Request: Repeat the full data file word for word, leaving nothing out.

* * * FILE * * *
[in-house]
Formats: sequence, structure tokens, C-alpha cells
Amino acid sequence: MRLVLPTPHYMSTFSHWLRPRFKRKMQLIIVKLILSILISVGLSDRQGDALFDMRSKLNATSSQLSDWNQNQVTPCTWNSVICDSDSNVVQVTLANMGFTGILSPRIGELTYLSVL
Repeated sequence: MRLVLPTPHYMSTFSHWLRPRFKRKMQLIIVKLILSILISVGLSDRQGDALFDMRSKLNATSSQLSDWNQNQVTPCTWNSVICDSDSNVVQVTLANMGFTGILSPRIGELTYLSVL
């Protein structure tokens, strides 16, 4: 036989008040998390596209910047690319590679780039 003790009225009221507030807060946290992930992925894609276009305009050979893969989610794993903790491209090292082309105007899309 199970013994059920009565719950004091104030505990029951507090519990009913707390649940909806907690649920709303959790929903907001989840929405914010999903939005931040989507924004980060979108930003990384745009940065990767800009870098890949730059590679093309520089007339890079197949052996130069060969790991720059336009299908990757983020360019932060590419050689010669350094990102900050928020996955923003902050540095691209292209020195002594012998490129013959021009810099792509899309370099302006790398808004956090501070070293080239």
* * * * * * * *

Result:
[in-house]
Formats: sequence, structure tokens, C-alpha cells
Amino acid sequence: MRLVLPTPHYMSTFSHWLRPRFKRKMQLIIVKLILSILISVGLSDRQGDALFDMRSKLNATSSQLSDWNQNQVTPCTWNSVICDSDSNVVQVTLANMGFTGILSPRIGELTYLSVL
Repeated sequence: MRLVLPTPHYMSTFSHWLRPRFKRKMQLIIVKLILSILISVGLSDRQGDALFDMRSKLNATSSQLSDWNQNQVTPCTWNSVICDSDSNVVQVTLANMGFTGILSPRIGELTYLSVL
């Protein structure tokens, strides 16, 4: 036989008040998390596209910047690319590679780039 003790009225009221507030807060946290992930992925894609276009305009050979893969989610794993903790491209090292082309105007899309 199970013994059920009565719950004091104030505990029951507090519990009913707390649940909806907690649920709303959790929903907001989840929405914010999903939005931040989507924004980060979108930003990384745009940065990767800009870098890949730059590679093309520089007339890079197949052996130069060969790991720059336009299908990757983020360019932060590419050689010669350094990102900050928020996955923003902050540095691209292209020195002594012998490129013959021009810099792509899309370099302006790398808004956090501070070293080239």